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Billionaire space race – Blue Origin lifts off



Billionaire Jeff Bezos has made his first journey to space, in the first crewed flight of his rocket ship, New Shepard.

Bezos was accompanied by his younger brother Mark as well as Wally Funk, an 82-year-old pioneer of the space race, and a student.


They travelled in a capsule with the biggest windows flown in space, offering stunning views of the Earth.

New Shepard is built by Bezos’ company Blue Origin and is designed to serve the burgeoning market for space tourism.

Once the rocket reached space, it was time to return to earth.

The capsule touched back down after a 10-minute and 10-second flight. 

From left: Mark Bezos, Jeff Bezos, Oliver Daemen, Wally Funk
From left: Mark Bezos, Jeff Bezos, Oliver Daemen, Wally Funk

Rescue crews followed the capsule as it returned to earth under three parachutes. 

The crew was then brought out of the capsule and back to land after the short flight to space.

Jeff Bezos told NBC News it was his “Best day ever!”


But Mr Bezos, and other participants in the “billionaire space race”, have been criticised for offering what some regard as mere joy rides for the super-wealthy. 

Mr Bezos insists his underlying rationale is an environmental one: “We need to take all heavy industry, all polluting industry and move it into space, and keep Earth as this beautiful gem of a planet that it is,” he told MSNBC.

Still, the flight received praise from his competitor Richard Branson, who tweeted:

Blue Origin’s flight comes a week after Richard Branson blasted into space on board Virgin Galactic.


WhatsApp ramps up privacy features



WhatsApp ramps up privacy features to prevent subscriber loss

The world’s two billion plus WhatsApp users will soon have greater privacy controls with new platform changes on the way.

Meta boss, Mark Zuckerberg, announced the new WhatsApp updates in a Facebook post earlier this week.  

Users will be able to make a stealthy exit from group conversations without the rest of the participants being notified.

Other changes include allowing users the ability to check messages without others knowing and controlling who sees when they are online.

These functions have been flagged as being rolled out to WhatsApp users over the next month.  

Even more significant to user privacy is a function that is still under development.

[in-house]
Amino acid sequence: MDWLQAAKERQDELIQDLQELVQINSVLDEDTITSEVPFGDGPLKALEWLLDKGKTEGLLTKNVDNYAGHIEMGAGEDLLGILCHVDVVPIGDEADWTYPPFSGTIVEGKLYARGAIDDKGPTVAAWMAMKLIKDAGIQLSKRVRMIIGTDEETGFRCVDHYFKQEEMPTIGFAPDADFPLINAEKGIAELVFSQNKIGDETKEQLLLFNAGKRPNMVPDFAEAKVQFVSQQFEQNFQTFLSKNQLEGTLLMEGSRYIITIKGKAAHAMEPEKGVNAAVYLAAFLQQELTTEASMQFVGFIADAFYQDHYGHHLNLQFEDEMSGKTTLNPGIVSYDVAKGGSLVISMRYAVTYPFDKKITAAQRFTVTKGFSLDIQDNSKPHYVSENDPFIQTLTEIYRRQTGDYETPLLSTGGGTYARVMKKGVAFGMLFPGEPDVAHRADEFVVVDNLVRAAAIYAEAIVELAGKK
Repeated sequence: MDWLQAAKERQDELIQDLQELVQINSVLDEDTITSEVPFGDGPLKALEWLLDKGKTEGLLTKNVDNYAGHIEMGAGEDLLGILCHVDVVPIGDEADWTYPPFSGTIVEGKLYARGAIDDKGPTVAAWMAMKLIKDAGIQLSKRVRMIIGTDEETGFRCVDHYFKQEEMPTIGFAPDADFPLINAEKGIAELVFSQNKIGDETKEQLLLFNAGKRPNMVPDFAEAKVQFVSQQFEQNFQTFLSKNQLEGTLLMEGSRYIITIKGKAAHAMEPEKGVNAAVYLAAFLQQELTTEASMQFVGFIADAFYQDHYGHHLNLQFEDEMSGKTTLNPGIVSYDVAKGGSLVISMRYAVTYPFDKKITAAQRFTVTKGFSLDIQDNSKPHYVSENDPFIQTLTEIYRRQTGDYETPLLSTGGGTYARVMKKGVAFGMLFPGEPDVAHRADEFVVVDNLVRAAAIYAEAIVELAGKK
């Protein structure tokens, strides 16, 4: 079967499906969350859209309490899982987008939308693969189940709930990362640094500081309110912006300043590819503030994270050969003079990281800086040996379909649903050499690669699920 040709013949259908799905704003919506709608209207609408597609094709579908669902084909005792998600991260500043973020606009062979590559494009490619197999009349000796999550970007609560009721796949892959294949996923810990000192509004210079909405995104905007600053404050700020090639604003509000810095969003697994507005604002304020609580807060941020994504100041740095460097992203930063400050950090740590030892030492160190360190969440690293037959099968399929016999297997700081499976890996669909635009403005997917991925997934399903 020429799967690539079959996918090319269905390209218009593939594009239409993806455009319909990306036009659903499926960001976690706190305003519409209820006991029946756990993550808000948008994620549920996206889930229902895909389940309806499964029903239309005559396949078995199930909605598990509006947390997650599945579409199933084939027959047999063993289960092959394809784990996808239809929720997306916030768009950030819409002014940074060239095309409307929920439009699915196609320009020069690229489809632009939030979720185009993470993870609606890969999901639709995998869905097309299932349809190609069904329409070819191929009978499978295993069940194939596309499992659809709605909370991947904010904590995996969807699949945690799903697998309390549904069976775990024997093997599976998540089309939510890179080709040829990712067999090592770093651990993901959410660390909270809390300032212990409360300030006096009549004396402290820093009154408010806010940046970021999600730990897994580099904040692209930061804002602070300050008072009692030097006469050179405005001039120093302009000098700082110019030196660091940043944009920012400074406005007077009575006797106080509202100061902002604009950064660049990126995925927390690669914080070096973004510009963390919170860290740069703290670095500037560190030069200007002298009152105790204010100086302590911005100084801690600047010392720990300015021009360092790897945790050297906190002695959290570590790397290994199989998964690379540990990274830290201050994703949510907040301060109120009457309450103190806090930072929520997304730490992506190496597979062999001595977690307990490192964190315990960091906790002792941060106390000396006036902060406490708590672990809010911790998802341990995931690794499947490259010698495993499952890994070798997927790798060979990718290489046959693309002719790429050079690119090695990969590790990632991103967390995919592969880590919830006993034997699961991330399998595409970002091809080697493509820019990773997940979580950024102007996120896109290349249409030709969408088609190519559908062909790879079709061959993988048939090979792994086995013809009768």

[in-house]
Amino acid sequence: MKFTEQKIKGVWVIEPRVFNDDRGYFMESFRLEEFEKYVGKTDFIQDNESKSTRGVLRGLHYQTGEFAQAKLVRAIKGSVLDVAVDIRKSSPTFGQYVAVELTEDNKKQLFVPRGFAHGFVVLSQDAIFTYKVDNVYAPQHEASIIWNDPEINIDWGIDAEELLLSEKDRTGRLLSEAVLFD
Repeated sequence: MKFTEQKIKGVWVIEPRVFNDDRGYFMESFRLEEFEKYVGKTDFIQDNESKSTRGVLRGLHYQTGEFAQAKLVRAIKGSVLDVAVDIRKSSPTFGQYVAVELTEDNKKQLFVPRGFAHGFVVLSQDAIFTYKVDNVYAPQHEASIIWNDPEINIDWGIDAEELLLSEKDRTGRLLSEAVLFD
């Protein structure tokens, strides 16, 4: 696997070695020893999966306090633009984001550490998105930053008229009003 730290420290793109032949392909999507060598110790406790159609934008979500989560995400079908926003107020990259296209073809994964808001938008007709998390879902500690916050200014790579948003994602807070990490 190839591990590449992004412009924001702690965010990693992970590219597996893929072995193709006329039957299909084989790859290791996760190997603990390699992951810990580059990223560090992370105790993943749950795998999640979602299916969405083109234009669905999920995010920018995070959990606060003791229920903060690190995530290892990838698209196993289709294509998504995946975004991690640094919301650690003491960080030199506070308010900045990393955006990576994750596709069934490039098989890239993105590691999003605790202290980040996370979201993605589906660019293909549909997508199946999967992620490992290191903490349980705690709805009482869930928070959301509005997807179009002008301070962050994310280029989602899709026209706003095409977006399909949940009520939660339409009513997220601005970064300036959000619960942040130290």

Here, WhatsApp users can allow their messages to be viewed only once with an added screenshot blocking feature.

This will prevent other users saving their communication onto their phones for future reference.  

The changes have been announced after Meta was scrutinised last year for their data sharing practices after an update of its Terms of Service.

META CEO, Mark Zuckerberg as WhatsApp ramps up privacy features

Users were concerned over suggestions WhatsApp user data would be shared and utilised by parent company Meta.

WhatsApp has always boasted about the benefits of its end-to-end encryption preventing.

The news that WhatsApp planned to share user data more widely with Meta shook users’ faith in the platform.  

As the third most popular social media platform, it seems Meta is keen to retain this market share by increasing its privacy features.

Some would say this is both to allay security fears and to prevent them from moving to other popular messaging apps such as Signal.  

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Facebook hands teen’s data to police for abortion charge



New reports reveal that Facebook has handed over data to police to help criminally punish a teenager for seeking to get an abortion

The tech giant turned Celeste Burgess’ Facebook message’s into the authorities, where she is being charged for “removing and abandoning a dead human body.”

The 17-year-old lives in Nebraska where abortion isn’t illegal, but the abortion happened via medication at 23 weeks.

Nebraska has a 20 week pregnancy cut off date, and the medication also warns against medical abortion past this time.

The teen’s mother is also facing 5 charges.

This comes amid widespread controversy after the historic Roe v Wade ruling was overturned in the United States.

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Meta faces a probe into triggering poor mental health



Meta is facing a string of lawsuits that relate to the mental health of young people

The legal disputes blame Instagram for eating disorders, depression and even suicides among children and teens.

It comes after whistle-blower Frances Haugen exposed internal documents about how Instagram impacts body image and mental health.

The leaks allegedly show Meta is aware that its products hurt children but the company chose to put its growth and profits ahead of user’s safety.

Meta has not responded to these latest legal blows.

Of course, if you or someone you know needs help, please contact your local helpline.

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